SPRINGFIELD — Hunter Holloway is steeped in history and tradition even though he is only 20 years old. He has been a life member of the Historic Effingham Society since he was 4.
“I need to give a big thanks to my grandfather, Eddie Browning, for that,” Holloway said during Sunday’s 25th anniversary celebration for the Effingham Museum. “He’s one of the founders of the Historic Effingham Society. He introduced me to history and the backbone of the county.”
Browning played a major role in setting up many of the buildings at the museum’s Living History Site, including its first one — the Seckinger-Bridgers House, a circa 1900 farmhouse that was moved in 2004.
“I helped him as best I could with it,” Holloway said. “I’d fetch him a hammer and stuff like that.”
The rust and dust of the museum’s artifacts are in Holloway’s blood.
“I think it’s a shame more young people aren’t interested in history,” he said. “Some of them get into it during the Old Effingham Days Festival but they don’t stick with it.”
Holloway said many Effingham County residents don’t realize what a treasure trove of history the museum and living history site are.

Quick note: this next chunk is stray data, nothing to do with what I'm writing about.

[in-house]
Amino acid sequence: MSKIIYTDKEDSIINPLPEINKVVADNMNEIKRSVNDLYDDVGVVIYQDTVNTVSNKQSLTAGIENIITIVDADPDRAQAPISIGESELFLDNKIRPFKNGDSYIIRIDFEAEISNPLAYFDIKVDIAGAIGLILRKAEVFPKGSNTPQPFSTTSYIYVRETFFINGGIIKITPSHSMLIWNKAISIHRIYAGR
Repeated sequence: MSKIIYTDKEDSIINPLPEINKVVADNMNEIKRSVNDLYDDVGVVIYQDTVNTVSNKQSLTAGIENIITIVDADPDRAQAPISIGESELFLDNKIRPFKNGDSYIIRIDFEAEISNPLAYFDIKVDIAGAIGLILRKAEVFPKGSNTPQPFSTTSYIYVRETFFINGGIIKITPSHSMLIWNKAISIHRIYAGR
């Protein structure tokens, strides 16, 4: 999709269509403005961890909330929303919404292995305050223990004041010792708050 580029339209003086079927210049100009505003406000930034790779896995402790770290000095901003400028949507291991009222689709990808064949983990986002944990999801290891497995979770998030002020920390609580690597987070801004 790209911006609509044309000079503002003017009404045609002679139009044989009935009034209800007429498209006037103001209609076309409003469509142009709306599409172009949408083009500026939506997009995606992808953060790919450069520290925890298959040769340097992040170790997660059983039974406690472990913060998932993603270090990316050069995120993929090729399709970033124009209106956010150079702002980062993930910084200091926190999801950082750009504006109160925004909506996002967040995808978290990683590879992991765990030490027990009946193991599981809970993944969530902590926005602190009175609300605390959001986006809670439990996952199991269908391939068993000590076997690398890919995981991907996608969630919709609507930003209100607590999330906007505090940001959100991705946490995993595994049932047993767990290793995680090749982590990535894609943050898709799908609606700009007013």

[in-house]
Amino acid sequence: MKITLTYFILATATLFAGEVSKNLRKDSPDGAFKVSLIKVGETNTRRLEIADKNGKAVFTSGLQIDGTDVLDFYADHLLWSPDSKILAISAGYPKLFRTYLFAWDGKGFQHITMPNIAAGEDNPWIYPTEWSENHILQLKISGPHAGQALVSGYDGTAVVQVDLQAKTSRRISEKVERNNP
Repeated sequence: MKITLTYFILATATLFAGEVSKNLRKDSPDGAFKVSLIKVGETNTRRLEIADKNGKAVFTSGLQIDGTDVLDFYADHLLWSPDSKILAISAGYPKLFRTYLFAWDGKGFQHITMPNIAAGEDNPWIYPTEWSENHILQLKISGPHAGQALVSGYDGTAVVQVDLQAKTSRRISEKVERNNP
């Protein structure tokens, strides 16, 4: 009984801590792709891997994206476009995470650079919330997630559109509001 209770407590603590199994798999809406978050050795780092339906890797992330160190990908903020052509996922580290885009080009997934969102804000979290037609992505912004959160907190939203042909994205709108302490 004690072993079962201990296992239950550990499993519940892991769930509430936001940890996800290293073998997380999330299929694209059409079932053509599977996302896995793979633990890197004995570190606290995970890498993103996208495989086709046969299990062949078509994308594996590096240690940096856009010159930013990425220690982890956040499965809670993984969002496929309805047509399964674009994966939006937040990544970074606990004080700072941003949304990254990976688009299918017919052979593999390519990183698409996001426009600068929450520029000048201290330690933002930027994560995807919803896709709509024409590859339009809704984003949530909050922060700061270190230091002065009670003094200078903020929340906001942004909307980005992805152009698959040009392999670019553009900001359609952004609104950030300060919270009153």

“Some folks don’t even know it’s here,” he said. “They are missing a big part of the county.”
The museum and living history site, operated by the Historic Effingham Society, which formed in 1986, are located in the former county jail at 1002 North Pine St. near the old courthouse.
In addition to the Seckinger-Bridgers house, the site features a smokehouse, syrup boiler shed, carpenter shop, Blandford Train Depot, the old Rincon Post Office, a Bethel School replica and many others.
“One of the favorite exhibits is an old moonshine still,” Holloway said.
Excluding holidays, the Effingham Museum is open 9 a.m.-noon each Monday and 9 a.m.-1 p.m. Tuesday-Friday.
Other times are available by appointment. Call 912-754-2170 for more information.